6th Excerpt from The Book of Shards

This is another one with our friend Jack Troy in it, Enjoy!

Field trip

I am not used to this road. Not just this particular road but this type of road. I am used to a flat, straight, close your eyes and count to five kind of a road. Here in central Pennsylvania the road is more like an asphalt roller coaster but without the safety of being strapped in. I am sitting in the back seat, which only enhances the experience. I reach for some Canadian ginger ale to settle my stomach and I think of home.

Our pilot… err… I mean driver-guide-potter-friend, Jack Troy, is taking us to see an old abandoned pottery. These potteries were at one time all throughout PA.  This one started some time in the late 1700’s and was abandoned around the 1870’s. We turn up a couple of  switchbacks up the mountain, the road narrows again, light drizzle is falling and I am thankful that it is early morning and the rest of the U.S. air force has not made it to the tarmac yet. The road levels out and we come to an opening in the oak forest, we pull off the road and our guide proclaims that we have arrived. I peer through the rain streaked window and can make out a shooting range! “Figures.” I mutter to myself and take another shot of my ginger ale.

We pop out of the car and instead of going towards the shooting range our guides crosses the road and heads in to the bush with us in tow. As soon as I hit the bush I immediately start looking for traces of the pottery. However all I end up finding is plastic and glass peaking up from under the lush forest floor. There are no historical markers, no path one can make out and the only thing to guide us is our friend. I realize that very few people know or remember the pottery and even fewer people come here.  The pottery is not far off the road and before we knew it, we were there. With out some one to show us we surly would have walked on by.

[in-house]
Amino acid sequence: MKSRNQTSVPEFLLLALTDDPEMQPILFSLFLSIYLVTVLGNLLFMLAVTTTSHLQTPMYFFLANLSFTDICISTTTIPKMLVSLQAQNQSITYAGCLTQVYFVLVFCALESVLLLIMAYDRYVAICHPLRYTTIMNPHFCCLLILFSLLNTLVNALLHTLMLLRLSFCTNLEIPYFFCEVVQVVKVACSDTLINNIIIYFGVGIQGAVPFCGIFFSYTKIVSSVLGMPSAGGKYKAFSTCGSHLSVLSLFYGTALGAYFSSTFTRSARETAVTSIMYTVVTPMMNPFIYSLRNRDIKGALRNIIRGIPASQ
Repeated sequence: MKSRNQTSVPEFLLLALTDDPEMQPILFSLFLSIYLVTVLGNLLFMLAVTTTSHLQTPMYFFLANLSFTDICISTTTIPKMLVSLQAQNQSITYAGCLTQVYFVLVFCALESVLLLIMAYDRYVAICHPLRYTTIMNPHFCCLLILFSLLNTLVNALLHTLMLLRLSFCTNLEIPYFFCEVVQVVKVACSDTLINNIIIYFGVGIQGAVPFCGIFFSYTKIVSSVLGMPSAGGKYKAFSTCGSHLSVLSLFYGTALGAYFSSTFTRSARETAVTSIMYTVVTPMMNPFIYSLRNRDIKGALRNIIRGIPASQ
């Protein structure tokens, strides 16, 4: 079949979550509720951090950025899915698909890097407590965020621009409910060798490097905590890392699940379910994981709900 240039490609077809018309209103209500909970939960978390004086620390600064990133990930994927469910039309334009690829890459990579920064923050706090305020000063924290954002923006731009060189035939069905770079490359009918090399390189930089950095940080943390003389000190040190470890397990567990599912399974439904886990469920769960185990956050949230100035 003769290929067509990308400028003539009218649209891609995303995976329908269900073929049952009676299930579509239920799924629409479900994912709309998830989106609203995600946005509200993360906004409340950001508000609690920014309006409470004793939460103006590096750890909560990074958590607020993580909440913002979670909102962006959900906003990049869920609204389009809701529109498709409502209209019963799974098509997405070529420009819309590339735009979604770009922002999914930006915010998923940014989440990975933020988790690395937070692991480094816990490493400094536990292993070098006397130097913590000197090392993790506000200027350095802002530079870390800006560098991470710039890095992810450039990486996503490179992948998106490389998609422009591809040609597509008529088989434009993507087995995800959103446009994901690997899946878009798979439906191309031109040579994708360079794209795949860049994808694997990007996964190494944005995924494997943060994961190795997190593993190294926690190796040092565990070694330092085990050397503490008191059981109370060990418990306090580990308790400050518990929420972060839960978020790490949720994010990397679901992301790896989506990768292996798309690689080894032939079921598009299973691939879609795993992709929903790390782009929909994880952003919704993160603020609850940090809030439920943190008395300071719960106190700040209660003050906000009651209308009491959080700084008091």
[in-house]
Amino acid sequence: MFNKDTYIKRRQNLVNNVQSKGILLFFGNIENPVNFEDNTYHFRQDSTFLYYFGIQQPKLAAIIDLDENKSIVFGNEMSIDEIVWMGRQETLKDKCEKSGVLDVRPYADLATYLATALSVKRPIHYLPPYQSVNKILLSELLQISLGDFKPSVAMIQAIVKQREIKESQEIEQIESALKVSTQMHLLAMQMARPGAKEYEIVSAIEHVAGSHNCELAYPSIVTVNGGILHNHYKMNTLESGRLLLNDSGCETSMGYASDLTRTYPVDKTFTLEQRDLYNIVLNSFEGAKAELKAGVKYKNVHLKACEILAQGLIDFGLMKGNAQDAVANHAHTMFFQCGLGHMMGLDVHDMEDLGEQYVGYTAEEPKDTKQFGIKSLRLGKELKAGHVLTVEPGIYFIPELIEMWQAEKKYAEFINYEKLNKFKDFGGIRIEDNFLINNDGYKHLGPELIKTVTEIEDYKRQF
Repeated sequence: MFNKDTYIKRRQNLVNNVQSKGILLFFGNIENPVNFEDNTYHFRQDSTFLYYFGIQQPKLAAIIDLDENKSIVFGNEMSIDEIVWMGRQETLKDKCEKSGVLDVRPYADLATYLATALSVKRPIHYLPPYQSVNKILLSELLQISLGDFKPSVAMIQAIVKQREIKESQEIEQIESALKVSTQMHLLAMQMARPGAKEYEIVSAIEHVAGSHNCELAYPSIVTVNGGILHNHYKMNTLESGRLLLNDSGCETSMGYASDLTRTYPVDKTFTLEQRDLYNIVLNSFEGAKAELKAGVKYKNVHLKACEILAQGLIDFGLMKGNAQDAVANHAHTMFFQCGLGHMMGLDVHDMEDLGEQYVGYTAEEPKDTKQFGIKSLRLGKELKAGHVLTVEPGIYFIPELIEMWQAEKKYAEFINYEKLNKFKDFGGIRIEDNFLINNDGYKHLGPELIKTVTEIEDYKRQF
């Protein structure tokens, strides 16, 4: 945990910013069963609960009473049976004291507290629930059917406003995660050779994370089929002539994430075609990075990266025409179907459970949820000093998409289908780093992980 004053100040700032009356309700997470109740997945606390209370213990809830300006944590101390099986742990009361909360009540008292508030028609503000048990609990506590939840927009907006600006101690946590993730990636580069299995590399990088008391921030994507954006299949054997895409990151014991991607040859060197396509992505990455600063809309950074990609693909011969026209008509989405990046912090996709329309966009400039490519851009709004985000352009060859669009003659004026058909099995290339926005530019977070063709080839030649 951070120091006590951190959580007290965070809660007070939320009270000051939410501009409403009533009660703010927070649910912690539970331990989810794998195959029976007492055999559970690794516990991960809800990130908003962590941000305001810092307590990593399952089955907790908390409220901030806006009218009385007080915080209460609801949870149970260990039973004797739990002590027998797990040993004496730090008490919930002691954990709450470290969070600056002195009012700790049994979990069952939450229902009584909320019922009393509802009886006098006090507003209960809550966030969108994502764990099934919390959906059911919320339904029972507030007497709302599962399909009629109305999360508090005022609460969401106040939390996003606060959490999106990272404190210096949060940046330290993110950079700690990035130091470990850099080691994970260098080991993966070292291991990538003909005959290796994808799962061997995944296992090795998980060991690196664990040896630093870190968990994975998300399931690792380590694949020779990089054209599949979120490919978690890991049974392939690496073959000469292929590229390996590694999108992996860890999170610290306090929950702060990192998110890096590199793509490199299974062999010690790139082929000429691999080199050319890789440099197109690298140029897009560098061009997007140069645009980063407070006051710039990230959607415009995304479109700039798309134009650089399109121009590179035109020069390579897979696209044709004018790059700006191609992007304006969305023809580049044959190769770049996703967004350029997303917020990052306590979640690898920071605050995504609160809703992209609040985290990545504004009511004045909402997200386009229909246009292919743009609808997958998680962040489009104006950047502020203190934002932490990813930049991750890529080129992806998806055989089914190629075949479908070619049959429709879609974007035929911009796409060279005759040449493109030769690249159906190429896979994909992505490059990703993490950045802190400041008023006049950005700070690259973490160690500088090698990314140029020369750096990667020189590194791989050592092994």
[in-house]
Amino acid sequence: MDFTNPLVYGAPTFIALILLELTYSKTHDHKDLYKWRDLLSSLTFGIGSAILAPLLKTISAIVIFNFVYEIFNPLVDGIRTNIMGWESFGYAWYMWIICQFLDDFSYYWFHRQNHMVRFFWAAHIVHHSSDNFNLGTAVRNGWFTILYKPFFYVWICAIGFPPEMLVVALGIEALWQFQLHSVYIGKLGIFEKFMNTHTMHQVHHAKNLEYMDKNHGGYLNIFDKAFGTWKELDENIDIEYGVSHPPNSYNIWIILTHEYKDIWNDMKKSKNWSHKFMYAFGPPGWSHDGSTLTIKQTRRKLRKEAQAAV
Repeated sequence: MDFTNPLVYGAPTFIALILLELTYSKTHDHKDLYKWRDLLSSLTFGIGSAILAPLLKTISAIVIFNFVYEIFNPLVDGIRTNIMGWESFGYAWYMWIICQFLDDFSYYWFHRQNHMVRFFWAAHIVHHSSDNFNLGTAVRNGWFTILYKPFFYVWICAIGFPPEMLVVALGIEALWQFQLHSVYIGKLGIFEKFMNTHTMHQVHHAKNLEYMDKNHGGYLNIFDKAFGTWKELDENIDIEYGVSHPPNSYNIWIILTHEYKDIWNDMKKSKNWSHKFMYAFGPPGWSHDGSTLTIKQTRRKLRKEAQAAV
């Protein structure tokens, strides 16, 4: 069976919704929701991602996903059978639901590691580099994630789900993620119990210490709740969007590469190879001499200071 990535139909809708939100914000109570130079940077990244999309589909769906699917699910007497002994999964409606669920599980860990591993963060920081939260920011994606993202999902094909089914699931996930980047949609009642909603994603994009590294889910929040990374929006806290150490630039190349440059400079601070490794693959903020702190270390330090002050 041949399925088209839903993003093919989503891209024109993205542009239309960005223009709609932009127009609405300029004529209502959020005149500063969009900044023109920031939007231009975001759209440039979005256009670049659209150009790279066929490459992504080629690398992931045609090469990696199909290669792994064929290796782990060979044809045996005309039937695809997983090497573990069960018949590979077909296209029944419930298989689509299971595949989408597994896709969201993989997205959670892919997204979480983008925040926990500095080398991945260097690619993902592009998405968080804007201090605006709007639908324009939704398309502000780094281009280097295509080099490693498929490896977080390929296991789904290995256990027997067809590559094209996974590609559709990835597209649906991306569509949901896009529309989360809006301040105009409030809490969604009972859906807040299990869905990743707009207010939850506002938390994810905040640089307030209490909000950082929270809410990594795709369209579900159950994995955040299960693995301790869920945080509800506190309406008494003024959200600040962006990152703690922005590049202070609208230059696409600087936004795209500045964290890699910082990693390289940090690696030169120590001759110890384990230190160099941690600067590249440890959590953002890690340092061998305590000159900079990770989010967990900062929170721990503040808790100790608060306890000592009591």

The wood fired salt kiln would look to most as a few bricks scattered in the bush, to potters, there is a hint of what was. 

A basic shape, the chimney must have been there, oh, yes here is a fire box, and look at that. A single row of moss covered bricks still remains as an arch over one of the stoke holes. Several feet away there is a depression in the ground were they stored the clay. Jack tells us that the clay was mined across the road up on the mountain and was transported down on the “donkey railroad”. A few feet to the other side of the kiln, over grown but still visible is the shard heap. We quickly start to scavenge about looking for shards like little kids at Easter tiring to find the most, biggest and the best eggs.  While I poke about I wonder if all potters are as eager to find shards, so connected to the past.

I find a couple of shards that I am happy with, one is the side of a crock with a handle, the other is the bottom of a pot where it must have hung over an edge  leaving a record of salt and flame. We share our findings and muse over the demise of the pottery. A thriving and necessary industry, chipped away by jiggered ware, then glass and finally plastic. My mind wanders and I envision a kiln with flame and white smoke puffing up into the sky. Clay is being aged in the moist cool ground, wood is split and dried and a potter is making jugs and crocks. He is a different kind of potter than I, more pragmatic I think. I wonder if he knew what was coming.

As we make our way to the car my hands are getting used to the feel of the shards, but my eyes are still drawn to the plastic and glass that is now glaring up at me from the forest floor. I can’t help but wonder if they are the shards of our time.

Christian D Barr

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